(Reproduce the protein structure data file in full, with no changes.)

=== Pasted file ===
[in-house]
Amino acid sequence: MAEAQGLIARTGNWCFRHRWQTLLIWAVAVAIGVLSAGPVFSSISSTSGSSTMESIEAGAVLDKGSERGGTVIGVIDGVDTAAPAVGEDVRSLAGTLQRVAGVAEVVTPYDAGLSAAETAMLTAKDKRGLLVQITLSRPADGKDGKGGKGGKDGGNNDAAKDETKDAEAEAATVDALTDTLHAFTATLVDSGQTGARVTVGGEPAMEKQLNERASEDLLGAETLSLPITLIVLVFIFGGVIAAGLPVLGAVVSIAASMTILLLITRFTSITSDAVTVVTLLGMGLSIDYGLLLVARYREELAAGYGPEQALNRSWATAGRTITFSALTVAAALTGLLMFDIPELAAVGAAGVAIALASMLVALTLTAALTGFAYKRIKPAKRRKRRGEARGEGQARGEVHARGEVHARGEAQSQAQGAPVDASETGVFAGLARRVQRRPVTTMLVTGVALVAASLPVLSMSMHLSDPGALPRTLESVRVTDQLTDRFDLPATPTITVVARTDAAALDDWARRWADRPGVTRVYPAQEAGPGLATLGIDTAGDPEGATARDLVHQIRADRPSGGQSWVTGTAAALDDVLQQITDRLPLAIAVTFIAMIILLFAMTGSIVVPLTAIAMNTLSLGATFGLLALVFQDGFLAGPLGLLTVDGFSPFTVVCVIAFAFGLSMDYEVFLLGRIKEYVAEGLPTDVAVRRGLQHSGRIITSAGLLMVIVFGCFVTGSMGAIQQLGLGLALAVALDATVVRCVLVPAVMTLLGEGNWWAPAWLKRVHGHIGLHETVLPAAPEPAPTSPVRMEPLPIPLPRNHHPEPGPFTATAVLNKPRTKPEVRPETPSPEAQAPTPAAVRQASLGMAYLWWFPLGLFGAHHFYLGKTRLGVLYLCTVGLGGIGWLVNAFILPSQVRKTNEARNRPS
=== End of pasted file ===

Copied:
[in-house]
Amino acid sequence: MAEAQGLIARTGNWCFRHRWQTLLIWAVAVAIGVLSAGPVFSSISSTSGSSTMESIEAGAVLDKGSERGGTVIGVIDGVDTAAPAVGEDVRSLAGTLQRVAGVAEVVTPYDAGLSAAETAMLTAKDKRGLLVQITLSRPADGKDGKGGKGGKDGGNNDAAKDETKDAEAEAATVDALTDTLHAFTATLVDSGQTGARVTVGGEPAMEKQLNERASEDLLGAETLSLPITLIVLVFIFGGVIAAGLPVLGAVVSIAASMTILLLITRFTSITSDAVTVVTLLGMGLSIDYGLLLVARYREELAAGYGPEQALNRSWATAGRTITFSALTVAAALTGLLMFDIPELAAVGAAGVAIALASMLVALTLTAALTGFAYKRIKPAKRRKRRGEARGEGQARGEVHARGEVHARGEAQSQAQGAPVDASETGVFAGLARRVQRRPVTTMLVTGVALVAASLPVLSMSMHLSDPGALPRTLESVRVTDQLTDRFDLPATPTITVVARTDAAALDDWARRWADRPGVTRVYPAQEAGPGLATLGIDTAGDPEGATARDLVHQIRADRPSGGQSWVTGTAAALDDVLQQITDRLPLAIAVTFIAMIILLFAMTGSIVVPLTAIAMNTLSLGATFGLLALVFQDGFLAGPLGLLTVDGFSPFTVVCVIAFAFGLSMDYEVFLLGRIKEYVAEGLPTDVAVRRGLQHSGRIITSAGLLMVIVFGCFVTGSMGAIQQLGLGLALAVALDATVVRCVLVPAVMTLLGEGNWWAPAWLKRVHGHIGLHETVLPAAPEPAPTSPVRMEPLPIPLPRNHHPEPGPFTATAVLNKPRTKPEVRPETPSPEAQAPTPAAVRQASLGMAYLWWFPLGLFGAHHFYLGKTRLGVLYLCTVGLGGIGWLVNAFILPSQVRKTNEARNRPS